Candy first showed up in the late thirteenth century specifically meaning crystallized sugar. It comes from the Old French çucre candi, sugar candy. So where does candy come from? It’s one of the rare words English stole from Arabic, where it’s qandi, from the Persian qand, meaning cane sugar. And that one’s thought to be from the Sanskrit khanda, piece of sugar. So the word for candy comes from somewhere in the Middle East/Africa and we should thank them for that.

Sweet comes from the Old English swete, which means, well, sweet. It comes from the Proto Germanic swotja, which is traced all the way back to the Proto Indo European swad-, sweet or pleasant. I’m not even a little surprised that we can trace this word so far back.

And now for my personal favorite, chocolate. It showed up in the seventeenth century from the Mexican Spanish chocolate, which I’m assuming just means chocolate. Why am I specifying that it’s Mexican in origin? Well, because chocolate is American (like, the continent). It comes from the Nahuatl chocola-tl/cacahua-tl, which refers to chocolate and cocoa beans, with the a-tl part meaning water. It’s origins beyond there are murky, although it might be related to the word xocalia, which means “to make something bitter”, and chocolate in its natural state is supposed to be very bitter. But then you add sugar and it becomes just the best thing ever.

Tony Jebson’s page on the Origins of Old English

Tuesday, October 16, 2018

Scary Games

I love the Halloween season! Everything’s spooky. It just feels so on brand for me. Now, I don’t have as many games to share with you this year, but I do have a few I thought were unsettling in very different ways.

The first one is called Escape from the Haunted Room and… yeah, that’s what you’re supposed to do. There are a few puzzles, but I didn’t have any trouble figuring them out. Mostly it was just creepy. There are some jump scares, especially at the end, but the real scare is the atmosphere. It always feels like there’s something in the corner of your eye and then when you look, it’s gone.

Next is 33, which is very different, and someone even described it more as “interactive art” than a game, something I agree with. You’re in a room, and in order to get money to buy things, you have to kill others. In this case, the horror is in what you’re doing.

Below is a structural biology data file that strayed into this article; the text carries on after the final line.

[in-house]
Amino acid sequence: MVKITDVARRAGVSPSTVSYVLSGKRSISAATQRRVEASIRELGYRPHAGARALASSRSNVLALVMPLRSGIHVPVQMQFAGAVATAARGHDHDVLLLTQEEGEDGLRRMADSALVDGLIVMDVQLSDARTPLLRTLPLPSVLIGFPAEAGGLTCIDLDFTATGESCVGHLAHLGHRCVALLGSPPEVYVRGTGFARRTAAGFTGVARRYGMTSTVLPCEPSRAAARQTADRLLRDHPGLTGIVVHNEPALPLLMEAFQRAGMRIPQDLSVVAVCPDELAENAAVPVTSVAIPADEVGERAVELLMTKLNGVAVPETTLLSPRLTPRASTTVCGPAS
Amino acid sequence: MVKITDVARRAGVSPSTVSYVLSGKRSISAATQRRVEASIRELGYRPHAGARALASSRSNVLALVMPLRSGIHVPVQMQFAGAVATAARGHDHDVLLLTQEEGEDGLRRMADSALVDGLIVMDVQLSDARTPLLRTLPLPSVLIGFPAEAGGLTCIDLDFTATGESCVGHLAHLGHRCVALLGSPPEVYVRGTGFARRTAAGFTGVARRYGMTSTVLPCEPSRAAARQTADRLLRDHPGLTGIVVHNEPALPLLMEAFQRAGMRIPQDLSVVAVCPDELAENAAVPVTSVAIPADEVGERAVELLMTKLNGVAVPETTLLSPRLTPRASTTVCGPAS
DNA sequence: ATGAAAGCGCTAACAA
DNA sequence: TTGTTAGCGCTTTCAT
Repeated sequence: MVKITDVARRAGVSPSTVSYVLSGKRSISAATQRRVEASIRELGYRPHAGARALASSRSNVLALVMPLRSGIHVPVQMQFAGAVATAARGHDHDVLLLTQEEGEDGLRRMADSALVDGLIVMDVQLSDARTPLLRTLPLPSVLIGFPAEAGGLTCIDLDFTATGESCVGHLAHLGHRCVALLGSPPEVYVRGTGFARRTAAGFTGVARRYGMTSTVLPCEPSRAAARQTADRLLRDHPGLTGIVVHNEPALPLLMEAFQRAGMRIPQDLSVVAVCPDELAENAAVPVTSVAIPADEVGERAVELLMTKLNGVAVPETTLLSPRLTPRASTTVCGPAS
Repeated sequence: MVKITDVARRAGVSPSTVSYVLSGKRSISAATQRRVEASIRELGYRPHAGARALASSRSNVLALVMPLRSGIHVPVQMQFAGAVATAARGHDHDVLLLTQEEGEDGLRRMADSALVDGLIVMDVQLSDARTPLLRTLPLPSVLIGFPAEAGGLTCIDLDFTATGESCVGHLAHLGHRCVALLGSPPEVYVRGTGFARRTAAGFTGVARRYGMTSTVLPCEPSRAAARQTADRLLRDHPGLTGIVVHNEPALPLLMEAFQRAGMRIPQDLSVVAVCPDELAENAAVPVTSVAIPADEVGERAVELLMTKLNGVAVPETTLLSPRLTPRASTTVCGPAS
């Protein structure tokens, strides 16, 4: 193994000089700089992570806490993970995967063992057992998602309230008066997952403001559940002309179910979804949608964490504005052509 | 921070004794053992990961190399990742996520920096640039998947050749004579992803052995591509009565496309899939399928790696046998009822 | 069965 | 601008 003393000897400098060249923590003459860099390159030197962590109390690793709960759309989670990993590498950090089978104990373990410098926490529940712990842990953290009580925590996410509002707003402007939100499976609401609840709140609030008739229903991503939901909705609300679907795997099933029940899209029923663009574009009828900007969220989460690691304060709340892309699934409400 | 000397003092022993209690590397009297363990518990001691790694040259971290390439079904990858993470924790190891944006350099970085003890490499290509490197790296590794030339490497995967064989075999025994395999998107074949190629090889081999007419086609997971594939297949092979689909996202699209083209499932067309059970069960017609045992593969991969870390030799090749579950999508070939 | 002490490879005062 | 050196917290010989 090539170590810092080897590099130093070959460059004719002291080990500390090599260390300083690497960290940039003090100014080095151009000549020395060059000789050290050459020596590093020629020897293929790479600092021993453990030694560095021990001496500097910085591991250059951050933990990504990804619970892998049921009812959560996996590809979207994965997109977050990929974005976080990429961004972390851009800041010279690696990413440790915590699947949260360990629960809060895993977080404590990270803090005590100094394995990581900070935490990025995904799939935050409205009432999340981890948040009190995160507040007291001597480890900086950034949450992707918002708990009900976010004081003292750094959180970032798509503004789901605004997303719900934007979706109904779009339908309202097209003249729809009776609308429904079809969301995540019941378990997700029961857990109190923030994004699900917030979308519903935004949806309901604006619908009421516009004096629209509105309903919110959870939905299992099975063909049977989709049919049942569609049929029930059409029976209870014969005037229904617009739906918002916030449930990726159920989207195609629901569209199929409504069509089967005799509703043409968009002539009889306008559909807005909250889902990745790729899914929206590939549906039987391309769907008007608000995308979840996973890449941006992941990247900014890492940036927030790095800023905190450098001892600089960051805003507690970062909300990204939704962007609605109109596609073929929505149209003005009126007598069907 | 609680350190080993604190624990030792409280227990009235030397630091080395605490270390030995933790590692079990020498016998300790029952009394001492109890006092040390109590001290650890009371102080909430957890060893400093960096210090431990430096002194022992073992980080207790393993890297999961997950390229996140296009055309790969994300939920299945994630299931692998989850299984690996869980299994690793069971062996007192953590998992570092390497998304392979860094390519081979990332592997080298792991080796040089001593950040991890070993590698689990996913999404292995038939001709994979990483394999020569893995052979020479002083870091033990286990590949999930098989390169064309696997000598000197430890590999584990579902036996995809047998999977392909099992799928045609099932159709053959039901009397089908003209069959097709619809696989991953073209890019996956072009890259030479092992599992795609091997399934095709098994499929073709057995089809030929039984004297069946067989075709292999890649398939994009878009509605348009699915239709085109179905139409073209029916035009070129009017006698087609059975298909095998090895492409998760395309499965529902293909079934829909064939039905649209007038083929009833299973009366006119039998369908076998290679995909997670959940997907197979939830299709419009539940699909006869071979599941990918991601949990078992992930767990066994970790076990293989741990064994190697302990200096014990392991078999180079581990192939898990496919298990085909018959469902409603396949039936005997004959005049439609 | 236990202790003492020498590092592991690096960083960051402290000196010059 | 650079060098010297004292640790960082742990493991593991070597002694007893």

In that vein is also Presentable Liberty, where you play someone who is locked in a room during a plague and only receives occasional correspondence from a few people, including one who really, really doesn’t want to let you out. You can play some mini-games to pass the time between letters, which slowly reveal the plot to you. Again, it’s less of a game and more along the lines of a visual novel, but it’s very creepy. Especially when the opportunity to escape comes up… Now, this one actually costs money, but you can pay whatever you choose and it is worth kicking a few bucks to them.

So I guess that’s all for this year. Anything spooky come your way?

Saturday, October 13, 2018


October is the scariest month for several reasons, including that it’s when all the giant spiders take up residence outside where I live.
What I really hate is when they’re there one day and then they’re gone. WHERE ARE THEY HIDING???

Thursday, October 11, 2018

Secret Origins: October

It’s been seven months since the last installation of this, all so I could do this in October. It’s not even really that spooky. Well, maybe if you’re spooked by the tenth month being named for the number eight. That’s always bothered me. But is probably not relevant.

The word October came about in the eleventh century, so it’s pretty old. It comes from the classical Latin October mensis, eighth month, because back then the Romans had the New Year in March so October really used to be the eighth month. Octo- of course means eight, and the -ber is thought to come from -bris, a suffix.

But like many of these month names, October wasn’t always October. It replaced the Old English winterfylleþ (pronounced win-ter-fyl-eth), which refers to the winter full moon because the Anglo Saxons considered October the beginning of winter. These days, Winterfylleth is better known as a black metal band from England. So its legacy lives on.

Tony Jebson’s page on the Origins of Old English